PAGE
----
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Illustration by Edward Kinsella  

The worst incident occurred this past February, when a group of students ran into the school seeking refuge from a brawl outside, only to be followed by six young men. The intruders sprinted past the security desk, caught a teen from Togo in the lobby, and smashed him in the head with a hammer.

Compared with his classmates, Mohamed often wore more expensive clothes, which at times made him a target, too. Neighborhood kids coveted his pea-green Marmot parka, which everyone referred to as his “Big Boy.” For an African boy, the parka was a way to survive the New York winter, but it was also a status symbol.

One day, as Mohamed walked from school, a group of young men tried to strip him of it, slamming him on the head with a walking stick. Another time, a would-be thief slid his hand inside his own coat to reveal what looked like a gun, but Mohamed got away.

All of Mohamed’s friends knew what sort of mother he had. If you called looking for him and she didn’t already know you, she would pepper you with questions: What’s your name? Who are your parents? How do you know my son? If she thought you were a positive influence, she’d invite you over all the time. She’d ask about your family, your after-school job. And, of course, she’d always feed you. Sometimes there would be so many boys over she’d hand them each a bowl of food, then send them into the hall to eat since there were too many to squeeze into the living room.

Her welcoming ways were part of a calculated strategy: Better her son and his friends were indoors where she could watch them than outside. She put the numbers of Mohamed’s friends into her phone, and if she didn’t know where her son was at any given moment, she’d start dialing. “Is Mohamed with you?” she’d ask one boy after another, until she got an answer. And she tried to enlist his friends in her campaign, telling them, “Please, if you see Mohamed doing something wrong, let me know.”

“He never started a fight. But whenever a fight started, he’d never run.”

Friday nights often found Mohamed on Tinton Avenue, hanging out in front of an African grocery store with 20 or 30 teenage boys, everybody speaking Fulani. To anyone walking by, it would look like nothing serious was going on—just a bunch of kids joking around, slap-boxing, knocking each other’s baseball hats off. But, in fact, these gatherings were meetings of an organization called “African Family United.”

A group of Fulani teens had started AFU in 2006, and the idea behind it is a sort of reverse peer pressure: If you spend your Friday nights with other Fulani kids—and you encourage one another not to give up on school—you’ll be better off. The strategy seems to be working: Today AFU members are enrolled in SUNY-Albany, John Jay, Brooklyn College, and elsewhere.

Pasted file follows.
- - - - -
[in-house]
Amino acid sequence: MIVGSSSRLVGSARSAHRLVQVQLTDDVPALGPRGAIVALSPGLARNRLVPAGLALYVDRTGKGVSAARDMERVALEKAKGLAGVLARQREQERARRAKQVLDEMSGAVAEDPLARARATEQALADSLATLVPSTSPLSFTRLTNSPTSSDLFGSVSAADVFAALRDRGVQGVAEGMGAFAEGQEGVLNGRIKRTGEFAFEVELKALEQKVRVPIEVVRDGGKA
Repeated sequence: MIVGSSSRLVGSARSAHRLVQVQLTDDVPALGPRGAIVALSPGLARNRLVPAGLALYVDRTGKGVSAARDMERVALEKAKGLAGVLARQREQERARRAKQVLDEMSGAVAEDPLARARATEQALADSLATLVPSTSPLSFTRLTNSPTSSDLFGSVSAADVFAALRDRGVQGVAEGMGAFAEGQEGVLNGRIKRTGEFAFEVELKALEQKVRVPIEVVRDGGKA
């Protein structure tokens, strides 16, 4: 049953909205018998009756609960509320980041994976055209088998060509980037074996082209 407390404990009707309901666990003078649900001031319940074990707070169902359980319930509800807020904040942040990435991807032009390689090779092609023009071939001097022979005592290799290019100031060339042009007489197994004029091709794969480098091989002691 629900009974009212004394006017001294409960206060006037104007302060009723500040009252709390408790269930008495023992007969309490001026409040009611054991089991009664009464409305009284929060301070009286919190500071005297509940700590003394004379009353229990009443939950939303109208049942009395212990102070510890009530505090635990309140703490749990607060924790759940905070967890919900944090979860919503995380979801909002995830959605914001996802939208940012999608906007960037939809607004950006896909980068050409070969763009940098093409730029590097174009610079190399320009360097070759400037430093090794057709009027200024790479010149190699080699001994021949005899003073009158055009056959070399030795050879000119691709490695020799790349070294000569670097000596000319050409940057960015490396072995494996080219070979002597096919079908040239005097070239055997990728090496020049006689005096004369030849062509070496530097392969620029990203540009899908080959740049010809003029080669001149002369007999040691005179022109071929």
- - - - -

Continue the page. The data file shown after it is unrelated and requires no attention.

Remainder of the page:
When Mohamed discovered that his classmate Mamadou Diallo was hanging out with a group of American kids who often got into fights and at one point asked him to carry a gun, Mohamed intervened. “These kids are not your friends,” he said. To steer Mamadou in the right direction, he brought him to an AFU meeting. Mamadou became the captain of AFU’s soccer team, and he now plays soccer for Suffolk County Community College.

Despite Mohamed’s best efforts, there was one person he could not keep out of trouble: his cousin Amadou. He’d become the sort of teenager other African parents talked about, a cautionary tale. One night in the spring of 2009, the police stopped him and found a .25-caliber pistol in his book bag. He spent almost the entire 2009–10 school year on Rikers Island.

Mohamed visited him, put money in his commissary account, and brought him clothes. “Mohamed was not feeling good about all of this,” says his classmate Mamadou, who made four trips to Rikers with him. “All the time he’d say, ‘I hope Amadou comes home. It’s not life in there. I hope he changes.’ ”

While Mohamed would often complain about his own mother’s constant surveillance, one friend thought he knew the root of her fear: “She was scared Mohamed would be like his cousin.”

On Saturday, June 19, 2010, Mohamed woke around 1 p.m. It had been a grueling week—four days of Regents tests, tough for any student, but extra tough when English is not your first language—and now, finally, the school year was over. Most of his classmates were at Six Flags for their senior-class trip, but he’d decided not to go. Right now he was much more focused on his own upcoming trip: In seventeen days, he would be leaving for Africa. Already his father had gone over to find a place for them to stay.


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